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Can you help me identify a bird I saw in my yard?  We can try, but you would be best served in the long run by purchasing a good field guide and looking it up yourself.  Nothing like the joy of being able to identify a bird by sight. Soon you'll be one of those Audubon experts who can pick out a bird zooming by or tell you what it is just by ear. Those guys and gals are my heroes. Speaking of Audubon types, they are probably your best bet for bird information. Just look online to see if a chapter of the National Audubon Society is in your area. You can either call them or email them. They have no greater joy than to be able to share their knowledge of birds with you. If you still need to ask, please give us a good description of color, size, and where you saw it. (ie.  not in your backyard, but Northern Illinois) We'll do our best, but if we can't answer or answer wrong you promise you won't laugh at us too much.

We found a baby bird which seems abandoned. Can you tell us how to take care of it? My first suggestion is that you make sure it really, truly is abandoned. Chances are Mom or Dad are lurking in the distance somewhere just waiting for you to get away from their baby.  My second suggestion is that you keep a stiff upper lip and just leave the bird alone. Third, ask the local Audubon society if they know of anyone who is trained and experienced in rearing baby birds in your area. Fourth follow their advice religiously.   Sadly every effort we made to save abandoned or injured birds failed. We just couldn't come up with enough insects and seeds in the right doses.

What kind of seed and feeders do you use? Black oil sunflower seeds make up the bulk of the seed we offer the birds. We buy a mix of millet seed and black oil sunflower seeds, thistle seeds and suet cakes. We also make our own sugar water for the Hummingbirds and Orioles. We were buying safflower seeds but stopped when no one would eat them. The hardest part is finding a good quality, reasonably priced source for seed. We tend to stay away from the cheaper seed because it's usually full of all kinds of garbage and seeds the birds won't eat to save their lives. Also if you open up a bag of seed and find moths, cobwebs, and frass (dust which is made up of insect droppings) by all means take it back to where you bought it and demand your money back. It's the best way of determining the veracity of the seed store and packager. If they give you grief or excuses I wouldn't buy the brand again and I'd no longer shop at that store. With suet cake we tend to stick with ones that have ground nuts or sunflower hearts in them. We take a pass at the triple berry delight and bubblegum flavors which are offered. (?)
    We also put out things like table scraps and old bread (not moldy) and have found out the birds will eat just about anything. (Except, the new formula for Trix cereal, that's okay we didn't like it either.) We often put out halved oranges which we hoped would attract Orioles, but never did. Instead we found that BlueJays absolutely love them and will have gang fights over them. The Red bellied Woodpecker also picks at them once in a while.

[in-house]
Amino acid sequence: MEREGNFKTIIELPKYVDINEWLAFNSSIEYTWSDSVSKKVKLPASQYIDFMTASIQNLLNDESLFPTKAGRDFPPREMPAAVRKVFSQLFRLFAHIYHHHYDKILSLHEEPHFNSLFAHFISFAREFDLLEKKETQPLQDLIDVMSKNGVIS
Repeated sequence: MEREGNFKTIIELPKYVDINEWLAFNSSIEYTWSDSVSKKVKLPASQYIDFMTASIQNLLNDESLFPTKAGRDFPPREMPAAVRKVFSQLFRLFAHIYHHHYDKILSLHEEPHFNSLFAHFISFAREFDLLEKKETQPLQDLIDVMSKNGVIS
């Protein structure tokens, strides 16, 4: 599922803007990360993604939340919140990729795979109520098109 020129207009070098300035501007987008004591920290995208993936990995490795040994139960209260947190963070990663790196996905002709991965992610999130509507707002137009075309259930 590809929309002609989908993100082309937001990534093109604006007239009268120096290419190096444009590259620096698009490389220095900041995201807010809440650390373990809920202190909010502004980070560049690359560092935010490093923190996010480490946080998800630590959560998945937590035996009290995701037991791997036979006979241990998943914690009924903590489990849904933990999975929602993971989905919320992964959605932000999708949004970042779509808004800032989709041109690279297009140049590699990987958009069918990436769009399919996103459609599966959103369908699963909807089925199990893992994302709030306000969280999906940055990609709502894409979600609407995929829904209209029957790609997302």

When we first started feeding the birds here in our yard we used an old board which we set over a broken bird bath and we later added another board which we laid on the ground. The birdies loved it just as much as they do our overpriced regulation feeders we have today. Now we have a thistle seed tube feeder for our army of Goldfinches. Two tube feeders which we use for sunflower seeds. A sunflower seed feeder. One platform feeder on legs which we had to rescreen to hold small seeds, and a platform feeder minus the legs that lays on the ground. Finally we have lots of suet cake feeders of the wire variety. (Every time we bought the expensive wood ones the Raccoons had them destroyed by the next morning.) Speaking of Raccoons, squirrels and chipmunks we've yet to buy a feeder that kept them from helping themselves to our seed or suet.
    On a final note I'd like to warn everyone new to this hobby that it isn't cheap. First the birds can literally eat you out of house and home and it can become almost addictive. Second IMHO the sellers of seeds, feeders and any paraphernalia concerned with bird feeding are generally overpriced and just cashing in on the popularity of the hobby. (Ah but ain't that America) The key is to shop around you'll soon learn whose out to make a quick buck.
   Most important and almost forgotten. Do your best to keep your feeders, bird baths, and feeding area squeaky clean. It's good for the health of the birdies and for your health as well.

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